Take the out at first. A baseball team gets into trouble when it forgets a fundamental truth of the game: Baseball favors the defense. Fly balls tend to be caught, grounders tend to find the shortstop’s glove, even belt-high fastballs turn into easy chances for the left fielder far more often than they become homers. Things get sticky when a rookie pitcher panics and tries for the force at third, and suddenly, what could have been a manageable second-and-third-one-down situation is now, yikes, a bases-loaded-nobody-out mess. The dad analog is this: Just as baseball is inclined toward outs, kids are inclined toward their families. Even in adolescence, when they seem to value only eye rolling and contempt, I’m telling you, underneath the surging hormones, your kids want to be part of your tribe. Remember that inclination when the call comes from the principal’s office, and subdue the adrenal, confrontational impulses that are the default for so many men. Try a gentler response that trusts the child’s attachment. To be sure, there will be times when tough love is the only kind that is useful. But you’re playing with the lead. So nobody is going to be kicked out of the house—not tonight anyway. The morning is always calmer. Think damage control. Love wants to find a way. Behind your anger, reassert the bonds—a dinner together at home or at the local pizza place, a DVD. An affectionate shoulder squeeze can actually go with a stern reproach.

Aim for a .300 average. In A League of Their Own, a movie about the women’s professional baseball league during World War II, one player whimpers that “It’s too hard” and threatens to quit. To which the grizzled manager replies in stupefaction: “Too hard? The hard is what makes it great!” Baseball is about coping with failure. The best batters fail two-thirds of the time. Knowledge of this fact could come in handy for a kid who thinks failure is abject and that he’s the only one who screws up. So, Dad, feel free to admit how inept you were as a child—at whatever. Your kid thinks you’re cooler than he is, and you know you’re not. You may be more useful to him down on the ground than up on that pedestal.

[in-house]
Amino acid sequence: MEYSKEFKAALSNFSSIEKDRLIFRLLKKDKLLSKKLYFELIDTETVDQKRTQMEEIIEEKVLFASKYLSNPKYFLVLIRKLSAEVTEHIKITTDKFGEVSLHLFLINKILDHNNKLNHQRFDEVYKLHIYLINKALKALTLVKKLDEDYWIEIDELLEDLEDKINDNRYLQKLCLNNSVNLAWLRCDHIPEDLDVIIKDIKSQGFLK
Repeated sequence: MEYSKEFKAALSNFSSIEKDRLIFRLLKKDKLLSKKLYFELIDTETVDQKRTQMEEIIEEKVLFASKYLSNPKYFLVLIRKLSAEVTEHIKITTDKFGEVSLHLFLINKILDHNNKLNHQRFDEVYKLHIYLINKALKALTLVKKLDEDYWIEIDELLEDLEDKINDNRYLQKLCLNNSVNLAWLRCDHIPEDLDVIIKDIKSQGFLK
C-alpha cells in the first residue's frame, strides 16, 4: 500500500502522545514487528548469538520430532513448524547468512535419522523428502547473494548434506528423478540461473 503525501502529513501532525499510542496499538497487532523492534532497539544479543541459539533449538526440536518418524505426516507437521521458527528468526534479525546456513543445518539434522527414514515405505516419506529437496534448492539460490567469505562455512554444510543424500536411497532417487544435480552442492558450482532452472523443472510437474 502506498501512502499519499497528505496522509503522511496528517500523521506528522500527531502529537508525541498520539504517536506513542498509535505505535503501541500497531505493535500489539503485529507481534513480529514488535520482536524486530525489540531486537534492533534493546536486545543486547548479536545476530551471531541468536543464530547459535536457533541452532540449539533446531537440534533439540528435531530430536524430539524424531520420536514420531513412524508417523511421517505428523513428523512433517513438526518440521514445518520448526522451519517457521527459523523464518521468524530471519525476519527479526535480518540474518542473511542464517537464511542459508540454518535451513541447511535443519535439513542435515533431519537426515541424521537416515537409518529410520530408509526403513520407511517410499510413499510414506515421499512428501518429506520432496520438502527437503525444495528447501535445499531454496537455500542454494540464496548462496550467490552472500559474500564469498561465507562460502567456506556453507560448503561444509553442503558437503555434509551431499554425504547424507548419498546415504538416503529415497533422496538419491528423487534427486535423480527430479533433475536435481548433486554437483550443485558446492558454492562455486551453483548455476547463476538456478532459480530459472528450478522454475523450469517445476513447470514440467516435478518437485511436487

Remember, it’s a long season. Baseball is ruthless and generous. Few spotlights are harsher than the batter’s box with the game on the line in the eighth. Strike out with the tying run on third and you’re alone at center stage with 43,000 witnesses to your incompetence. But suddenly the batting order has turned over, and the batter is digging in again in the ninth with an opportunity for redemption. Parenthood indicts you and forgives you too. Sure, three hours ago you were careless with a brokenhearted 12-year-old or you treated Mom with less respect than she deserves. But there’s another game tomorrow or even later today. From this moment forward, you can be a wonderful father. Seize the opportunity of this at-bat, right now.

As much as I have cherished the wisdoms gleaned from spending 20 percent of my life watching base­ball, I’ve savored the tranquilities of playing the game even more. On many evenings in my life as Dad, the only thing I wanted to do was crack open a (root-beer), sit down, and chat with my wife. Or even better, sit down, crack open a (root-beer), and be quiet. But I didn’t. Instead, driven by obligation or guilt or some yuppie sense that my children are entitled to the last erg of energy in my tank, I went outside and played ball with the kids. And every time, the gentle rocking of pitch and catch calmed the clatter in my mind. It was as if my autonomic nervous system, that web of unconscious impulses that manages my heartbeat and breath, muffled the part of my brain that worries about roads not taken, about should-haves and better-nots, about anything other than pretending to fall down just before I could tag a giggling child. Baseball with my kids commended me to what Thoreau called “the gospel according to this moment.” A man couldn’t ask for a ­better pastime.

2 comments:

Denise said...

What a great analogy. Sounds like material for a good church talk.

Nana said...

One of my favorite childhood memories is attending Dodger games with my dad. We always sat on the first base side, and he patiently taught me to keep score in the program.